They care a lot more, for example, about health insurance premiums and about a whole series of other issues that Republicans didn't want to talk about. They prefer talking about taxes and national security, but the country was talking about those kitchen-table issues.

GWEN IFILL: So, Ross, when you say they didn't -- that the Republicans didn't have issues to talk about, that's what you mean, they didn't have correct issues that people were listening to talk about?

ROSS DOUTHAT: Right. Republicans are very good at talking about national security, and they're very good about complaining about how Democrats are going to raise your taxes.

And so, whenever the Republicans get into an election cycle where voters want to talk about education or health care or, in this case, the financial crisis, the Republican -- the first instinct is to change the subject, to say, "Well, I know you want to talk about the cost of health care, but what I want to talk about is how Barack Obama's a socialist."

And in a sense, this Republican campaign, I mean, I think it was almost a parody of a bad Republican campaign. It sort of went beyond just the sort of -- the structural factors that were in play.

Yes, you know, any Republican candidate was going to have a tough time in this political environment. But the way John McCain campaigned and the way he tried to essentially avoid talking about the issues that were uppermost in most Americans' minds, I think, was -- you know, it was one of the worst campaigns in my lifetime, which isn't very long, but still.

Shifting focus to domestic issues

GWEN IFILL: But still. Let's talk about the course correction. What is it that the Republicans didn't do that they could have done or that they can do from here on out to kind of get back on track?

ROSS DOUTHAT: Well, what Republicans -- I mean, you know, you hate to be too simplistic about it, but, really, they need to talk about the issues that voters care about. And they need to find a way to essentially argue for reforms of government that address voters on core domestic policy issues.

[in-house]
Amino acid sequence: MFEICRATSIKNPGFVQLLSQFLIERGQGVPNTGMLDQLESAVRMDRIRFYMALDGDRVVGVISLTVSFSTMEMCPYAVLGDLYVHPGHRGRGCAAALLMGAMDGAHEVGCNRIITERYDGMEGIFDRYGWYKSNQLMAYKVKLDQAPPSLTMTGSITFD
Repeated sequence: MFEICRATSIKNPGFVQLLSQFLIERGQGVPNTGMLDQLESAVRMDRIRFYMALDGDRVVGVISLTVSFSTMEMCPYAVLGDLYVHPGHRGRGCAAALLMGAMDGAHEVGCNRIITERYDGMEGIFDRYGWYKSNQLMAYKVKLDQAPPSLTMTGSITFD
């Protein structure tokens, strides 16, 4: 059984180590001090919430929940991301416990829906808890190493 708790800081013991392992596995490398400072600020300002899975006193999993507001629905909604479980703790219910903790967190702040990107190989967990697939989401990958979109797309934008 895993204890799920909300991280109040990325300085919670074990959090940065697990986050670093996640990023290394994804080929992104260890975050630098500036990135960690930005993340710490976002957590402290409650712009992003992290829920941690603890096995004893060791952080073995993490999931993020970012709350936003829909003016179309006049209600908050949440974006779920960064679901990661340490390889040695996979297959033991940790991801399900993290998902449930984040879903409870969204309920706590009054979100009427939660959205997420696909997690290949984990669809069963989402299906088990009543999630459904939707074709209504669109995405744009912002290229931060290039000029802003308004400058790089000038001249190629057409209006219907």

GWEN IFILL: For instance?

ROSS DOUTHAT: Well, for instance, take -- well, take education, for instance, right, where, you know, Republicans have for a long time spent most of their energy talking about school vouchers, essentially talking about programs that would enable parents to choose private alternatives to public schools.

Now, there's a good conservative case to be made for school vouchers, but it isn't an issue that has traction or support, except in sort of very limited pockets of the country.

GWEN IFILL: Well, let's look at the same -- the same question about how you go forward and talk about the demographics that we alluded to, young people in particular, Latinos, 67 percent of whom went Democrat this time, which was a switch. And how should the Republican Party be speaking to these groups who clearly fled this time?

REIHAN SALAM: Well, that's a very tough question, in part because when you're looking at the Latino vote, for example, this was a group that was heavily Democratic in the past, and George W. Bush seemed to move them over slightly.

And I think that, when you look at the future, I think it's important to emphasize you don't want to reach out to voters as young voters or as Latino voters or as women or as men. You want to reach out to voters in terms of their broad, shared interests.